NERSC's next supercomputer will be an HPE Cray system named “Perlmutter” in honor of Saul Perlmutter, an astrophysicist at Berkeley Lab who shared the 2011 Nobel Prize in Physics for his contributions to research showing that the expansion of the universe is accelerating. Dr. Perlmutter has been a NERSC user for many years, and part of his Nobel Prize-winning work was carried out on NERSC machines and the system name reflects and highlights NERSC's commitment to advancing scientific research.
Perlmutter, based on the HPE Cray “Shasta” platform, will be a heterogeneous system comprising both CPU-only and GPU-accelerated nodes, with a performance of 3-4 times Cori, NERSC’s current platform. It will include a number of innovations designed to meet the diverse computational and data analysis needs of NERSC’s user base and speed their scientific productivity. The new system derives performance from advances in hardware and software, including a new Cray system interconnect, code-named Slingshot, which is designed for data-centric computing. Slingshot’s Ethernet compatibility, advanced adaptive routing, first-of-a-kind congestion control, and sophisticated quality of service capabilities improve system utilization and performance and scalability of supercomputing and AI applications and workflows. The system will also feature NVIDIA A100 GPUs with new Tensor Core technology, direct liquid cooling and will be NERSC’s first supercomputer with an all-flash scratch filesystem. The 35-petabyte Lustre filesystem will move data at a rate of more than 5 terabytes/sec.
The system is scheduled to be delivered in two phases: Phase 1, with 12 GPU-accelerated cabinets housing over 1,500 nodes, and 35PB of All-Flash storage, will be delivered in early 2021, and Phase 2 with 12 CPU cabinets will be delivered later in 2021.
Each of Phase 1's GPU-accelerated nodes will have 4 of NVIDIA A100 Tensor Core GPUs based on the NVIDIA Ampere GPU architecture, along with 256GB of memory for a total of over 6,000 GPUs. In addition, the Phase 1 nodes will each have a single AMD Milan CPU. The Phase 1 system also includes Non-Compute Nodes (NCNs): 20 User Access Nodes (NCN-UANs – login nodes) and service nodes. Some NCN-UANs can be used to deploy containerized user environments using Kubernetes for orchestration.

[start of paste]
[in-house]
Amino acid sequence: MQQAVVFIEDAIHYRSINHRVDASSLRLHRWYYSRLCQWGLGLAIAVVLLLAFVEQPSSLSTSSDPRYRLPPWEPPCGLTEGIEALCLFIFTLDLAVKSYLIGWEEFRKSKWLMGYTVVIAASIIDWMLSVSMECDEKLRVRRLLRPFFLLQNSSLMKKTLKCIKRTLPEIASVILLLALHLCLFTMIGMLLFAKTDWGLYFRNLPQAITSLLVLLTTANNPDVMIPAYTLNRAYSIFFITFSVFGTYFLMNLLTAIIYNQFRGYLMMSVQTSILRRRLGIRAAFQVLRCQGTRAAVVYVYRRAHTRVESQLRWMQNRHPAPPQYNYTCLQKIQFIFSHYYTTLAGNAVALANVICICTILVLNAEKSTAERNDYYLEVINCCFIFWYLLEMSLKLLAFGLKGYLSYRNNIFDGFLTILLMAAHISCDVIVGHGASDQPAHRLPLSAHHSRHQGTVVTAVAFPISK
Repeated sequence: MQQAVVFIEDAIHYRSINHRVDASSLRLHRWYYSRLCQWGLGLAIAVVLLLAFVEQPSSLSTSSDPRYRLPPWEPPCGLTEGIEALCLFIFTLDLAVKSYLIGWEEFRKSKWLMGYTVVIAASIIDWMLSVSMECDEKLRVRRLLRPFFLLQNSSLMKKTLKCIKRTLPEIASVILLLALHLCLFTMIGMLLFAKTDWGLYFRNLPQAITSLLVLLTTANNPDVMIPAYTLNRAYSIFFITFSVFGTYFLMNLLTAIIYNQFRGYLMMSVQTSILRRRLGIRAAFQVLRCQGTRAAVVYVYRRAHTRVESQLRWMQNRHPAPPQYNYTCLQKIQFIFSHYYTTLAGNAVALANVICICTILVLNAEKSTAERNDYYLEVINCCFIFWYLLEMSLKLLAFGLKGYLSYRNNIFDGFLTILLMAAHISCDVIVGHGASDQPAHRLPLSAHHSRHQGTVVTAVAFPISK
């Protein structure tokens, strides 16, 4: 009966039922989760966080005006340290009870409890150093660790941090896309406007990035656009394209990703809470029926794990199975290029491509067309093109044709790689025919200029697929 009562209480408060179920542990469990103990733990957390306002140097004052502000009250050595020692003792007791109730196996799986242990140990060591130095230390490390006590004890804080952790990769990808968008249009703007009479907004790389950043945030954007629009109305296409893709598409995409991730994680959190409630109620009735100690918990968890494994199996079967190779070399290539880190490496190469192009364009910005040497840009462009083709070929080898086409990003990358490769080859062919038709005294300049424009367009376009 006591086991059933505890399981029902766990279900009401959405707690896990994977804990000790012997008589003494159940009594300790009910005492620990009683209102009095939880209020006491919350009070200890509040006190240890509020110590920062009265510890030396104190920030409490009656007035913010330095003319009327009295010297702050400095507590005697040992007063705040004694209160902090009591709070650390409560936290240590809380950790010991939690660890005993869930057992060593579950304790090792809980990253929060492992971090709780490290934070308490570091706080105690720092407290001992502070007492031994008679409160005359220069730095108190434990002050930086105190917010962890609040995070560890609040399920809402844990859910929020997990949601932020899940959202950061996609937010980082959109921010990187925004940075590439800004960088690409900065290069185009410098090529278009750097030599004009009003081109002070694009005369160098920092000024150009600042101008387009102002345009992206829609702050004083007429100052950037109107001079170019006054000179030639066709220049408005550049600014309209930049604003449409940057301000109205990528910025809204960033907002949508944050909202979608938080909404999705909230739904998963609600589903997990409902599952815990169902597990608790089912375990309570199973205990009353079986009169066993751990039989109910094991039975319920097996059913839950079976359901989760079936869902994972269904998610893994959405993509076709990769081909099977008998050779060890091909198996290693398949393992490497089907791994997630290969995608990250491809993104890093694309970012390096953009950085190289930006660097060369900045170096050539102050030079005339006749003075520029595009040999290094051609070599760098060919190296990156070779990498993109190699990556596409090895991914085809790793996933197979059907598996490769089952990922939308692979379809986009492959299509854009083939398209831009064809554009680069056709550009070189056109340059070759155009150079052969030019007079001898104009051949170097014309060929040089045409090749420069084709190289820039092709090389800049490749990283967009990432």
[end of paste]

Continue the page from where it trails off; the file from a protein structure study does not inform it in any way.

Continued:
Each of Phase 2's CPU nodes will have 2 AMD Milan CPUs with 512GB of memory per node. The system will contain over 3,000 CPU-only nodes. The Phase 2 system will include 20 more login nodes and four large memory nodes.
The programming environment will feature NVDIA HPC SDK (Software Development Kit) in addition to the familiar CCE, GNU and LLVM compilers, to support diverse parallel programming models such as MPI, OpenMP, CUDA, and OpenACC for C, C++ and Fortran codes.
To ensure that our users are able to utilize the new technology in Perlmutter, NERSC has implemented a robust application readiness plan for simulation, data and learning applications through the NERSC Exascale Science Applications Program (NESAP). Support for complex workflows through new scheduling techniques and support for Exascale Computing Project (ECP) software is also planned on the new system.
The new system will be located in Wang Hall at Berkeley Lab, the site of NERSC's current supercomputers. NERSC is the DOE Office of Science’s (SC’s) mission high performance computing facility, supporting more than 7,000 scientists and 700 projects annually. The Perlmutter system represents SC’s ongoing commitment to extreme-scale science, developing new energy sources, improving energy efficiency, discovering new materials and analyzing massive data sets from scientific experimental facilities.
- November, 2020 - March, 2021: Cabinets containing GPU compute nodes and service nodes for the Phase 1 system arrived on site, and the system is being built.
- Second quarter of 2021: When the system installation completes, NESAP teams will get first access to the system.
- NERSC Played Key Role in Nobel Laureate's Discovery
- NERSC Nobel Lecture Series: Saul Perlmutter Lecture, “Data, Computation, and the Fate of the Universe,” June 11, 2014
- Discovery of Dark Energy Ushered in a New Era in Computational Cosmology
- NERSC and the Fate of the Universe
- Computational Cosmology Comes of Age